Upon safe arrival in Mobay (there was applause), we walked briskly to immigration and cruised right through. The same thing with customs. Nice. Right outside the door a some kid had a sign saying “Vinny” and when we walked over he handed me a cellphone. It was Kenny! “I’m stuck in a little traffic my brother, run a tab the beers are on me!” Even nicer. It was definitely time for an icy cold Red Stripe, so we made out way to the bar and ordered up four beers. Four? Yeah, we knew the first two would be empty by the time the transaction was completed. Judge as you might.
I love to people watch at the airport bar in Mobay. The hustlers sizing up their prey, people from Iowa attempting to sort through some local drama, I just take it all in. Kristine is beginning to decompress too. I just smile as she takes a long pull from the brown squat bottle. There is something magical about how those first beads of outdoor Jamaican sweat are quenched by that first Red Stripe on the back of your throat. It sneaks up on me every time.
An older guy offers us a ride but we decline. We buy him a beer, and he tells us about the depressed business climate on the North Shore. “Hey man, all the cool kids go to Negril.” I say as Kenny’s bounds into the area, “VINNNNNYYYYY!!!” I introduce him to Kris, and at once we are in his warm embrace both literally and figuratively.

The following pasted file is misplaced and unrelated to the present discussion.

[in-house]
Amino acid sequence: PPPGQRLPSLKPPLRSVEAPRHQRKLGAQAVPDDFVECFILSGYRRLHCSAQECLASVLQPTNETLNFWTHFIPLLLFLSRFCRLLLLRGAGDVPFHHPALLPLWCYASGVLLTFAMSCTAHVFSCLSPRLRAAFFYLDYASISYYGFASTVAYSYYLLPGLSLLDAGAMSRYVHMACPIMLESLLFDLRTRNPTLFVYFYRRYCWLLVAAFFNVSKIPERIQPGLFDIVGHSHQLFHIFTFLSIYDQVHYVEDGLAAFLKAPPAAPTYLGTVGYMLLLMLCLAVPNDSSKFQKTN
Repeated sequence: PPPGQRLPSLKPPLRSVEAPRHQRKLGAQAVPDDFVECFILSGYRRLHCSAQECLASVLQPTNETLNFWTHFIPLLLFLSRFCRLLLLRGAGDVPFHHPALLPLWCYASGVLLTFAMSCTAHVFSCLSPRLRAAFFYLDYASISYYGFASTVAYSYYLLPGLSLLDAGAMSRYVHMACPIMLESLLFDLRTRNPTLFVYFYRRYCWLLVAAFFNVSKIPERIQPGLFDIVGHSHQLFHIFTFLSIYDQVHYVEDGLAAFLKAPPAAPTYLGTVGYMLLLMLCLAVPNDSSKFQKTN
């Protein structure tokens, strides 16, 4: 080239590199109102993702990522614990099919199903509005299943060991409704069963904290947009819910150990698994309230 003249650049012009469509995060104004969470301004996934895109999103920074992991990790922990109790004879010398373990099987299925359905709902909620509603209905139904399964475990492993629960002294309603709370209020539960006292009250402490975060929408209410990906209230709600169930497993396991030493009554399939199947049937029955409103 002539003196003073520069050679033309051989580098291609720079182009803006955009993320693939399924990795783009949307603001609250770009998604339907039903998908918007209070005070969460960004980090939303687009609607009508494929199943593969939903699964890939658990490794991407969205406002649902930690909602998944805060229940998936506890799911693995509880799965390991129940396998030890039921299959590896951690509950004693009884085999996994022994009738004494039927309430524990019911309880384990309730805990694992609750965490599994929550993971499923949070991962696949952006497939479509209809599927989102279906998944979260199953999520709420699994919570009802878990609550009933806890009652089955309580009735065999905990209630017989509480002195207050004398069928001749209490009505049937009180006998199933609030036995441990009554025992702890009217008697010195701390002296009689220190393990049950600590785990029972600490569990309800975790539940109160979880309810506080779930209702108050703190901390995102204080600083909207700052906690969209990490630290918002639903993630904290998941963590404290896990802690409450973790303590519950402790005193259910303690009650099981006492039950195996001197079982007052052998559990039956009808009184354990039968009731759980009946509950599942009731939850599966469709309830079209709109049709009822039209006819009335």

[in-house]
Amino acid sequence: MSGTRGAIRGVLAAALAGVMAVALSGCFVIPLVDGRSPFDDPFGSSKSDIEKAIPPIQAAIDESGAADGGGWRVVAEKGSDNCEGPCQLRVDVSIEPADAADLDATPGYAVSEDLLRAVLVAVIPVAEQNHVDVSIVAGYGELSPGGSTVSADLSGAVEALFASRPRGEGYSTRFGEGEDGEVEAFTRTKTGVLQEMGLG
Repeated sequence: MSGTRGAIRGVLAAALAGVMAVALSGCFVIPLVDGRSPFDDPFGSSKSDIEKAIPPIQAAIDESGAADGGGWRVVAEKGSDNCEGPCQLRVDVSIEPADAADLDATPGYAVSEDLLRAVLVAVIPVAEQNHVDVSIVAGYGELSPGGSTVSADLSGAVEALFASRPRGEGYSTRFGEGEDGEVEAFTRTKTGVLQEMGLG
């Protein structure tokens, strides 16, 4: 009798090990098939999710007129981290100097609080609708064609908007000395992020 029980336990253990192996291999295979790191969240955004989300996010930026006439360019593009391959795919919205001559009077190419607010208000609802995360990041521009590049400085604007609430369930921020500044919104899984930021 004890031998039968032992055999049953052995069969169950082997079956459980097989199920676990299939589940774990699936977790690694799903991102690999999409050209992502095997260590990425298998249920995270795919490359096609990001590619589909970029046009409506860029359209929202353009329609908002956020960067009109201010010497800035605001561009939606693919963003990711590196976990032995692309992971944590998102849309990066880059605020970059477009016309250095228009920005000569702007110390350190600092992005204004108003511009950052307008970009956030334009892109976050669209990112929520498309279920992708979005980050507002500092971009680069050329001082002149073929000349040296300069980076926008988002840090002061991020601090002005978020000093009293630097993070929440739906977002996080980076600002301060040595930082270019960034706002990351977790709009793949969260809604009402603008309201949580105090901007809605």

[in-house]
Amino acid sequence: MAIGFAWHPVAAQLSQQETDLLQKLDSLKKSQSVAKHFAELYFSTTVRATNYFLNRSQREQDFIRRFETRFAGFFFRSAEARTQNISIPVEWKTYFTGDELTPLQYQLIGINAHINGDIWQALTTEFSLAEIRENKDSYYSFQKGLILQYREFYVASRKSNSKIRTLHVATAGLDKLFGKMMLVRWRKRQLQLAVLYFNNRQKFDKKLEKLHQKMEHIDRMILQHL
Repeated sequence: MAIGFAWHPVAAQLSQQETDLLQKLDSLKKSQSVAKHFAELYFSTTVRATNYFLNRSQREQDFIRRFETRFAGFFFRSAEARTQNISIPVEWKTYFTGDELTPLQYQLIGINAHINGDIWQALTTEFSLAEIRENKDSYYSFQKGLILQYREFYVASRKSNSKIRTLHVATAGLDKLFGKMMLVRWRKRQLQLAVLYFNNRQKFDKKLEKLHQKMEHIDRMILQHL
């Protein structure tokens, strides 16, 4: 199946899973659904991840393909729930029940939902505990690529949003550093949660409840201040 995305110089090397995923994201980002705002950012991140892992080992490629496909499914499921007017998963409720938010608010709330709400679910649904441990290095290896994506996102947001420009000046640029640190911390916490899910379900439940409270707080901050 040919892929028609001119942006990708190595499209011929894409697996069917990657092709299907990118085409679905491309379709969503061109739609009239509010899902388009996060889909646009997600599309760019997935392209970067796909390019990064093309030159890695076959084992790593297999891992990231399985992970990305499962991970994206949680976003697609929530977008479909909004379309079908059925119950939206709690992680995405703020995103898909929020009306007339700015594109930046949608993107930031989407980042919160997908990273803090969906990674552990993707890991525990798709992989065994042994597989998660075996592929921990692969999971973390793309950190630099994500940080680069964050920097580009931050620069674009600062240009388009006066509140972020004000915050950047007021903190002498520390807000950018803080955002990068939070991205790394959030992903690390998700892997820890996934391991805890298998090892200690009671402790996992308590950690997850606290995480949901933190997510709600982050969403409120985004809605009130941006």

We learn that Megan and Jason had booked Kenny for their ride in the following afternoon. I love to drum up business for Kenny, he has never screwed me. Ever! He’s on time, he gives a fair price, he tells a good story and, most of all, my Mom really likes him.
Kris and I feel a second wind come on as we cruise though Montego Bay proper, and on along the coast. The party had just begun!
January 10, 2011
Normally I post lots of photos with my stories in order to break the monotony of the telling, This next series of posts will be mostly sans photo since my daughter Kristine has forced me into a no pic post pledge.
This last Negril trip was one I’d been hoping to do for years. Taking the Kid to The Castle. She is always so busy getting her adult life off the ground, but on Christmas 2009 I suggested a birthday trip the following May. She was in.